And you, like you were saying, that's really nice to break down the goals cuz that's, that really helps in your goal driven. But trying to keep hold of that, why am I, why am I doing this? Cuz it would also be very easy to, to say, right, we'll forget it, we'll just go and sit in the cafe and drink hot C all day.

Or we'll just stay inside. But I imagine with your determination and will, that doesn't , that doesn't happen. That doesn't happen. No. Oh no. Oh, no. Although I do know when it is time to sit down and have a hot chocolate. Yes. , it's there, there is always a time and a place. Yes. So, yeah. And yeah, I mean I've got, I've got some things lined up now.

Personally, some other expeditions. So I'm, I'm doing adventure racing world championships in South Africa in October, which, , is gonna be a major mission. I've really gotta start training, trying to fit time in for training is, , it's, it's kind of nonexistent at the moment, but I've gonna have to try and just carve that out in some way.

And, and then, , I'm still running my business, the burn series, and that's growing. I've got more people involved in it now, but of course, , even though you have more people involved, it still takes an awful lot of management and an awful lot of time. And , I think like, again, like a lot of mums, , we have sacrificed our careers.

We could have put a lot more into growing them and developing them and maintaining them, but I very much chose to put all my focus into my children. But , trying to build that up again now is something that I'm really, really trying to do. So, , there's a, there's a lot of, I guess through a day, I have about five hours a day.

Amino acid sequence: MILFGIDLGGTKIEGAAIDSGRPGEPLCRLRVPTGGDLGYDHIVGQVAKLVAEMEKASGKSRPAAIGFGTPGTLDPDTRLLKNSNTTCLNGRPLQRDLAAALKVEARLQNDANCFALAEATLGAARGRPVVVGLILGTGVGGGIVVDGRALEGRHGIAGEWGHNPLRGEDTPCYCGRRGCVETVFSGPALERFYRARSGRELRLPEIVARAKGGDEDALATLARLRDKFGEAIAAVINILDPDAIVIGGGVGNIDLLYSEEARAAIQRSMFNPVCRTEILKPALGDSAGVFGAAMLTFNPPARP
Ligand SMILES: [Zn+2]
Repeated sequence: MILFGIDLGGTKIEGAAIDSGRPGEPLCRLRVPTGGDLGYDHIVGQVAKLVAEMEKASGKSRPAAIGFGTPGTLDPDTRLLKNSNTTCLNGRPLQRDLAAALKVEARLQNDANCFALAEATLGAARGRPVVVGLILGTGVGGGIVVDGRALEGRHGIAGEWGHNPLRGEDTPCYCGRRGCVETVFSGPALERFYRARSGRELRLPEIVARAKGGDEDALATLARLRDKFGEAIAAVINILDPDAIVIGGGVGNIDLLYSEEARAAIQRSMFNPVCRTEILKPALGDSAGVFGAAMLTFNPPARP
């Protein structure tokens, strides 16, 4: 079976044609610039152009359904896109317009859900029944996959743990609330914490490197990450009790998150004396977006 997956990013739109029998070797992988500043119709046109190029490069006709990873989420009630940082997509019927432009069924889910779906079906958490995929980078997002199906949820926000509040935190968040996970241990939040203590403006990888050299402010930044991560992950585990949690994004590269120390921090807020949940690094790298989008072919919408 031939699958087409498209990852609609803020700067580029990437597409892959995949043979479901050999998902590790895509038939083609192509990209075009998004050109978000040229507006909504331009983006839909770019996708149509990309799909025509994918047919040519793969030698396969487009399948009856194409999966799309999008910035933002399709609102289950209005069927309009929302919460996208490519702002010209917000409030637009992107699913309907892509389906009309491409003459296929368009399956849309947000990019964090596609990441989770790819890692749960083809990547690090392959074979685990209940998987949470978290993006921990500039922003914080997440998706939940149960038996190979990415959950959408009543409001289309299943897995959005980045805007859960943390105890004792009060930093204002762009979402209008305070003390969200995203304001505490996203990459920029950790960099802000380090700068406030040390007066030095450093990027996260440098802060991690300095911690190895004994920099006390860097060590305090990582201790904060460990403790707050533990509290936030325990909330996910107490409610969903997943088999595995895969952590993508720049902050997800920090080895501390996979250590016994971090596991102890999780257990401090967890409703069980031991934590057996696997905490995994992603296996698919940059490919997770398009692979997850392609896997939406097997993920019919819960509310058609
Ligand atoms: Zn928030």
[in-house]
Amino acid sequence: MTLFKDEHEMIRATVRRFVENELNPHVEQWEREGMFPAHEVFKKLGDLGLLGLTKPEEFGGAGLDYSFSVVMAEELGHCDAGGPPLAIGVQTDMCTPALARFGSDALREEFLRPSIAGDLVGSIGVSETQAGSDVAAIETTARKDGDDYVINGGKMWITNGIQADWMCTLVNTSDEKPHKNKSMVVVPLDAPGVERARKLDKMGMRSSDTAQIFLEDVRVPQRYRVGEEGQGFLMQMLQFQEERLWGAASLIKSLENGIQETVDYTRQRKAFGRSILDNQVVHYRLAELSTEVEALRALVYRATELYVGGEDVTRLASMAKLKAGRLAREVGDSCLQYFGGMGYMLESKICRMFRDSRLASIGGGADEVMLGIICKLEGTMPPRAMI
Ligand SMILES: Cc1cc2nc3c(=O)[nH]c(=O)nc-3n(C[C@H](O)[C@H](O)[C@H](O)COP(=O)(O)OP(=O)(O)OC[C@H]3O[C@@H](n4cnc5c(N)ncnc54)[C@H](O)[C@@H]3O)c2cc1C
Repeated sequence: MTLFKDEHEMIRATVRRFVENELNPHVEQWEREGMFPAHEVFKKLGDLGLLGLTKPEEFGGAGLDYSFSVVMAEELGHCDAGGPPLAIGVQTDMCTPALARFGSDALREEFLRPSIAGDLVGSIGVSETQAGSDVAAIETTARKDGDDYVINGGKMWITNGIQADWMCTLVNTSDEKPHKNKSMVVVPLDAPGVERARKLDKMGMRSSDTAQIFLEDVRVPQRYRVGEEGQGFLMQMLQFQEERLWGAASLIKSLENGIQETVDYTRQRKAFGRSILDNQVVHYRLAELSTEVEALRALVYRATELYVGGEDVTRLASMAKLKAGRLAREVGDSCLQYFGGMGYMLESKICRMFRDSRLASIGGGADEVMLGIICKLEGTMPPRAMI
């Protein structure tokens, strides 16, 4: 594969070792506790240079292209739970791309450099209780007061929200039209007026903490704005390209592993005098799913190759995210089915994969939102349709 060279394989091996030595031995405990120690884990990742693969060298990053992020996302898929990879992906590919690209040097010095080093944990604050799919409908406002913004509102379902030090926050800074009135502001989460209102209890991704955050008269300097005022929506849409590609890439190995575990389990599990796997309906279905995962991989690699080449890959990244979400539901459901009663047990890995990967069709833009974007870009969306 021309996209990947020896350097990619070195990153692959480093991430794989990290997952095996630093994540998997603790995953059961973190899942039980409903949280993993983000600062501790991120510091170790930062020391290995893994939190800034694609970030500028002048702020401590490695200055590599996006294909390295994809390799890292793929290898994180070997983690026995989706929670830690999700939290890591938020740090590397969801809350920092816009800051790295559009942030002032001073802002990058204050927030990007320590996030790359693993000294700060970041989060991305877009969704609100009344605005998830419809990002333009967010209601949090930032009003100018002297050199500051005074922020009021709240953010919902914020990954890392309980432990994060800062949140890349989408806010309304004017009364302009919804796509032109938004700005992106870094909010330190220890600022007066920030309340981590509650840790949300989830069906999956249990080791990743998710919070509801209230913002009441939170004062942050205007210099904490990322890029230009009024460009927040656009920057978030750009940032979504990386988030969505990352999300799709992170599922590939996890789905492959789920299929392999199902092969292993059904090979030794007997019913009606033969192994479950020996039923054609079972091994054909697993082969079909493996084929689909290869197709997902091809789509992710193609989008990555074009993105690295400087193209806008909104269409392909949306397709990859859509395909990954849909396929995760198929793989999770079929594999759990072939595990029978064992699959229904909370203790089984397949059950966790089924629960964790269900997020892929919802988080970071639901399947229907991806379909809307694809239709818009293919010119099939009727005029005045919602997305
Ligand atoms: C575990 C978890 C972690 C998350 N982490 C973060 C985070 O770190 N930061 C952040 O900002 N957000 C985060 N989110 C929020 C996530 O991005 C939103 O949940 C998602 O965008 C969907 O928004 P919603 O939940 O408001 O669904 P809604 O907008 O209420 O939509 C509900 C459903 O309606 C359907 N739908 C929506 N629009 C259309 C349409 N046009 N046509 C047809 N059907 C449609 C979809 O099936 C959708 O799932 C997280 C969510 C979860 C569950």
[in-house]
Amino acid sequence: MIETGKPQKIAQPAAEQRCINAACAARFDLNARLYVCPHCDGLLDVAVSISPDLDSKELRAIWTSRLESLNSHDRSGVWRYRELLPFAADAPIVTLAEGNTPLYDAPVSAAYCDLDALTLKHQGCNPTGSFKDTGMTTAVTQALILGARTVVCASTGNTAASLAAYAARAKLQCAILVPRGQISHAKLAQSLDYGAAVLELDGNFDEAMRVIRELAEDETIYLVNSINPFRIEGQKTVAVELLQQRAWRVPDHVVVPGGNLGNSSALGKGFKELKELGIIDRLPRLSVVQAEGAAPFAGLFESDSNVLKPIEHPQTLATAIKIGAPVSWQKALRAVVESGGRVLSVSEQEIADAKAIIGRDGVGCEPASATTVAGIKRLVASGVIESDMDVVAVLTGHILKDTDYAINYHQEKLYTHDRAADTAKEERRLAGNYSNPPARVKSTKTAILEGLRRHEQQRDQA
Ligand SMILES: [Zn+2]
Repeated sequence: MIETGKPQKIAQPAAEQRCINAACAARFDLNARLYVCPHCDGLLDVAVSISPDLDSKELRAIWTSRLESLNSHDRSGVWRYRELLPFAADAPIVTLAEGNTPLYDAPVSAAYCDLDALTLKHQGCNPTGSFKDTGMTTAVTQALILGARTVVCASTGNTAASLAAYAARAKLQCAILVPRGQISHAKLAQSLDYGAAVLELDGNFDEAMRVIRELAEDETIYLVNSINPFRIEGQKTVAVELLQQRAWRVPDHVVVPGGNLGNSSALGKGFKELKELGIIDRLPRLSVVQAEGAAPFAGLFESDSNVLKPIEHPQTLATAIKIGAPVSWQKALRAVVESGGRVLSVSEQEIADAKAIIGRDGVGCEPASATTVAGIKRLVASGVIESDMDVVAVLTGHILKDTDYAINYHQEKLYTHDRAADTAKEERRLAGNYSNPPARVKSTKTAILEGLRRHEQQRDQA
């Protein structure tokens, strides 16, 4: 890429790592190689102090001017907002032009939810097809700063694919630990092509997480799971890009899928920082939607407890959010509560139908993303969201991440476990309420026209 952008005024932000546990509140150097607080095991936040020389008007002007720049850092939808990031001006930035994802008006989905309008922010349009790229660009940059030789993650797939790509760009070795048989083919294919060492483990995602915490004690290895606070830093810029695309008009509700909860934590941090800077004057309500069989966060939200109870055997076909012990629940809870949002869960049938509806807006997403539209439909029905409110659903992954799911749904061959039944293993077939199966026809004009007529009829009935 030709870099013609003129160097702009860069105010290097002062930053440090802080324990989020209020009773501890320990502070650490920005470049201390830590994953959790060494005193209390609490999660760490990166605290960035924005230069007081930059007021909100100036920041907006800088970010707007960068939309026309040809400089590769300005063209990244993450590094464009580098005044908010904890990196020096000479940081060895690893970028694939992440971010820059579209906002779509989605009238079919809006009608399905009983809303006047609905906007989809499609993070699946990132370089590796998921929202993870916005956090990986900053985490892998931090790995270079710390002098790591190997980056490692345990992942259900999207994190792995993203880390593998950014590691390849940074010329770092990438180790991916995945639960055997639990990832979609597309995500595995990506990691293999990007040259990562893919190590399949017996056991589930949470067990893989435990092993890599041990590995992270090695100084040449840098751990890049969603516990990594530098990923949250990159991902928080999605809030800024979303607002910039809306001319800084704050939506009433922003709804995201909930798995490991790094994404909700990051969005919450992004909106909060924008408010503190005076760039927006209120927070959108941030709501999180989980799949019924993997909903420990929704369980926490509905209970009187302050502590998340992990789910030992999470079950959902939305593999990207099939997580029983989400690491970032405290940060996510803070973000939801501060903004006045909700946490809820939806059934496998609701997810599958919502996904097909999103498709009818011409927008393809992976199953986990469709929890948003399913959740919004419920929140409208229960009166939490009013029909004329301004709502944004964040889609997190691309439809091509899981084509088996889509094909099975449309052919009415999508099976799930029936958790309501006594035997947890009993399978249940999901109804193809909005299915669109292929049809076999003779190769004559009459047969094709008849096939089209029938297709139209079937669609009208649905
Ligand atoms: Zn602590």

which is time to, to work. And that is like, I run a deer park, I run my business, the Ben series, which I should just, Alex for, for listeners, that's family adventure racing. Yeah, yeah. Getting mom, dad, and the kids to run cycle, kayak, hop, other sport you want to put in. And I know you've recently franchised that as well, so it's not, is that right?

You it's not just Yeah. Running in Wales. Yeah. We're, we're, we're, I'm working with a team now over in England just starting to put on races over there. We're still working out what the structure looks like it's gotta be something that works for everyone because, , it's adventure racing is a tiny sport in this country.

So fairly listeners that don't know what it is it's basically multiple sports. So it is kind of like a triathlon, but it's much more fun, , it's far less like crowd  a little bit more muddy. So it's, it's mountain biking, it's kind of trail running. There's kayaking instead of swimming. And then also there's an element of navigation.

So there's the strategic element involved in it, and also you can do it as a team. So I run actually quite a progressive series. So it starts with the mini burn, which is for families, specifically for families. It's all about just having fun, giving it a go. You need no experience and no age limits.

It's very simple. We'll kind of hand hold you through the whole thing if need be, but yeah, you'll do a really short little walk run, and then a bit on the bike and a little bit in the kayak, and then you'll get given a map with a few checkpoints and then each checkpoint that might be a climbing wall or something fun to, to get, get stuck into.